After the birth of your baby, you probably expect to bounce back to your pre-pregnancy weight. Be aware that this can take time! Everyone knows that breastfeeding is good for the baby, but it’s also one way to help you lose weight gained during the pregnancy. How many extra daily calories are required for breastfeeding and how can it help you get your old body back? Read on to learn more.
The greater the amount of breast milk produced, the more calories that are required. By the 4th week after birth with about 600mls milk being produced, an extra 500 calories might be needed daily – and by the 12th week almost 800 calories for 900mls of milk. However, in practise only half of these calories may be required. The remaining calories can be drawn from maternal fat stores.
Thus, in one of nature’s more elegant exchanges, lactation steadily uses up the fat stores laid down during pregnancy, and promotes a slow weight loss – around 0.5 – 1kg for each month of breastfeeding. If maternal fat stores are inadequate, the calories required for successful lactation must come from the mother’s diet.
Guidelines for extra calorie requirements during breastfeeding
|Daily amount of breast milk produced||With maternal body fat reserves||No maternal body fat reserves|
|600 ml||Up to 250 calories||Up to 500 calories|
|750 ml||400 calories||650 calories|
|900 ml||550 calories||800 calories|
Whilst the above guidelines for calorie intake are given as a precautionary step to safeguard health, practical observation and research suggest that very few extra calories (if any) may be required by many pregnant and lactating mothers – even when producing large quantities of milk (e.g. 1500 ml).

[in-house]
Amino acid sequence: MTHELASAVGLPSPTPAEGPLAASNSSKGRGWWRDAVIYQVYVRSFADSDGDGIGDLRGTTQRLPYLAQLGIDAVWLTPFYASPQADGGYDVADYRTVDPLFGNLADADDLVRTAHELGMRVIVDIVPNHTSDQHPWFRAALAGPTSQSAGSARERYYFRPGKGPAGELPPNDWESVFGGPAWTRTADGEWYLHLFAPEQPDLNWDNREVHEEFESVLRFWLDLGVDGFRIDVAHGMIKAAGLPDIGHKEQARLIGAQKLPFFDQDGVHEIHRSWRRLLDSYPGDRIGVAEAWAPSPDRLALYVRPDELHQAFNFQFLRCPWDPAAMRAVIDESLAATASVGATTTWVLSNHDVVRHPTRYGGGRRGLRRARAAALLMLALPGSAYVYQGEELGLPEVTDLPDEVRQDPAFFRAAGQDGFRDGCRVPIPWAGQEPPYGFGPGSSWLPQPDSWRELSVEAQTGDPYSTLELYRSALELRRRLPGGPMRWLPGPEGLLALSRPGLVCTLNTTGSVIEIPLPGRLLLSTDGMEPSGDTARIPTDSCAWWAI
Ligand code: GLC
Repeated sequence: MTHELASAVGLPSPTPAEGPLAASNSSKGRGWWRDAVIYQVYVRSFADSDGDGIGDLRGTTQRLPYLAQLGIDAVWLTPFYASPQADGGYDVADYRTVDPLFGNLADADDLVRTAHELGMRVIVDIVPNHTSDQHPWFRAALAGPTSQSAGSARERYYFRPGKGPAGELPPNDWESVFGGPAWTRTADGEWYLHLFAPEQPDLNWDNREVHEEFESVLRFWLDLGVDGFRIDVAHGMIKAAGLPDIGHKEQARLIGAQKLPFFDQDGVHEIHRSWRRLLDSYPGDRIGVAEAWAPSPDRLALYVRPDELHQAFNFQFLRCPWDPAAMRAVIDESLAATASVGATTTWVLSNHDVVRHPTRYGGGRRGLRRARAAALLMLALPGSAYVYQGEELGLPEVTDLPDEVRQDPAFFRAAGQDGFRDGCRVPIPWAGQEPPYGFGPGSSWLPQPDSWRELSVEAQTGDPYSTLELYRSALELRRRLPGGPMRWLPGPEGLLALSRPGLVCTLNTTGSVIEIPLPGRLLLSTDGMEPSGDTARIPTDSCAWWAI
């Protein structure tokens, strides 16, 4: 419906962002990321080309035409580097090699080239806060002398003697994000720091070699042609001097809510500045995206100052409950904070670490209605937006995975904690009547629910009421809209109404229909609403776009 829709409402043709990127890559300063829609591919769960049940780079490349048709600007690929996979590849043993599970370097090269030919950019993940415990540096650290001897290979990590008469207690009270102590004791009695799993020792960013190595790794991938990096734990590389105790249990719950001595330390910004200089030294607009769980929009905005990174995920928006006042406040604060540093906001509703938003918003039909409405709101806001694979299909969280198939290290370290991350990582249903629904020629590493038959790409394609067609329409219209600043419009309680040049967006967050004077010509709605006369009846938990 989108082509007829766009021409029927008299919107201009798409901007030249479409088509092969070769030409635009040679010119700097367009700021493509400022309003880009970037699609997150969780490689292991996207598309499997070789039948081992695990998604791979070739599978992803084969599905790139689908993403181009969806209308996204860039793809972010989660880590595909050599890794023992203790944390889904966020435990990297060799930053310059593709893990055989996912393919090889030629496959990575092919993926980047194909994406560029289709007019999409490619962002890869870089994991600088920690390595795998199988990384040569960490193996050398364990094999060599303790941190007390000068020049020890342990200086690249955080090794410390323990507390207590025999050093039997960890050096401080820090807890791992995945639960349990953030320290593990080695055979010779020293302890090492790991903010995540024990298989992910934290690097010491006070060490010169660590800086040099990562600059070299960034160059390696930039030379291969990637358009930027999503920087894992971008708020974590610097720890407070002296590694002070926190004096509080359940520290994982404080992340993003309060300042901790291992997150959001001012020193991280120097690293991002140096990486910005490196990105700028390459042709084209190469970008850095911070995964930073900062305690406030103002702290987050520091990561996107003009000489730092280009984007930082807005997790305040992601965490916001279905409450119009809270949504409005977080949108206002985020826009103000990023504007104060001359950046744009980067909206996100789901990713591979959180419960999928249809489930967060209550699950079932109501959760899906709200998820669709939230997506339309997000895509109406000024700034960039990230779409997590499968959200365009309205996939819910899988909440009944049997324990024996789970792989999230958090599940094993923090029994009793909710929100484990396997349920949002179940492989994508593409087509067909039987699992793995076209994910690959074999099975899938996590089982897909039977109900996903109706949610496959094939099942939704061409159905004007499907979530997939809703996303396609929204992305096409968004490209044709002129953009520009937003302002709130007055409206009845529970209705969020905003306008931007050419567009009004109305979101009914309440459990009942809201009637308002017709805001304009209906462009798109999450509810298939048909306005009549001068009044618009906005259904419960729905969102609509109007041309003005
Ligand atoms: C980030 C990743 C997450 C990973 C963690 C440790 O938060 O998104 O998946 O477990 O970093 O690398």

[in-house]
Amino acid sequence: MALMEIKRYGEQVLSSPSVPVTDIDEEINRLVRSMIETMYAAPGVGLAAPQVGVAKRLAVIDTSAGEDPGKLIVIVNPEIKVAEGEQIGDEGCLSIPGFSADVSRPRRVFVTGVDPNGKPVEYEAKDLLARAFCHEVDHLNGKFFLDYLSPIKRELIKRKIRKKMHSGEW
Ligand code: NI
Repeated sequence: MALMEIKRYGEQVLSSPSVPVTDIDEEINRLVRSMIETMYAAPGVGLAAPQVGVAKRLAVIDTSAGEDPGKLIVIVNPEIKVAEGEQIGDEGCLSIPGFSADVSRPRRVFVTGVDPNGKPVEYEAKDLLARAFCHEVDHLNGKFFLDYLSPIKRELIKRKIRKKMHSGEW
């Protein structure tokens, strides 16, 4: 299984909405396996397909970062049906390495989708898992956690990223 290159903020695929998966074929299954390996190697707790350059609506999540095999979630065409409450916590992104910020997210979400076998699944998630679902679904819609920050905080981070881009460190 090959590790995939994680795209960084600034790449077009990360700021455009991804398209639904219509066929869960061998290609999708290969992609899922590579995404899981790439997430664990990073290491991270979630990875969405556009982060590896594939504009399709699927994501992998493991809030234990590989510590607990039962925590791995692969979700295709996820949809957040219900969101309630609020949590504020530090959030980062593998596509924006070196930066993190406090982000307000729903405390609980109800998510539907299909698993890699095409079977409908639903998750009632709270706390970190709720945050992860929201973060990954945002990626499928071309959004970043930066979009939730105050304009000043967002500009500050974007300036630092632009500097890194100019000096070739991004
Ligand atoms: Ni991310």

During lactation, the intestinal absorption area is increased, which allows more nutrients and calories to be absorbed from food. This, coupled with a greater metabolic efficiency (i.e. fewer calories required for body functioning), could well contribute to the slow rate of weight loss seen during breastfeeding – even though energy output is far greater than energy intake from food.
Food retention and weight change
The body retains more fluid during breastfeeding to supply the breasts with the extra fluid required to sustain normal milk production. This fluid retention can initially hide weight losses from fat tissue losses. However you should not cut down on fluids. Have sufficient water (no calories), and nourishing foods (e.g. soups, low-fat milk). Avoid excessive use of high sugar drinks such as soft drinks and cordials as well as alcoholic drinks. Water is the best thirst quencher.
Dieting during lactation
Many breastfeeding mothers are impatient in their wish to attain their pre-pregnancy weight. However, it should be noted that milk production is reduced when calories are restricted to much less than 2000 calories, or when weight loss is too rapid (either through calorie restriction or excessive exercise). By continuing to breastfeed for at least 4 – 6 months, and slowing increasing physical activity to a sensible level, maternal fat stores should be depleted within 12 months from the birth.
For weight control, begin with 2000 calories per day.
- Breastfeeding women with a high level of physical activity or with little maternal fat should have their infant’s growth rate, as well as their own weight and diet, monitored very closely.
- When insufficient nutritious food is eaten by the mother, any shortage of nutrients is at her expense. Milk produced will still contain adequate protein, vitamins and minerals even if it has to be drawn from mother’s tissues. Thus, an inadequate diet compromises the health of the mother.
- Breastfeeding your child, and not introducing solid foods until 4 – 6 months of age lessens the risk of a baby becoming overweight.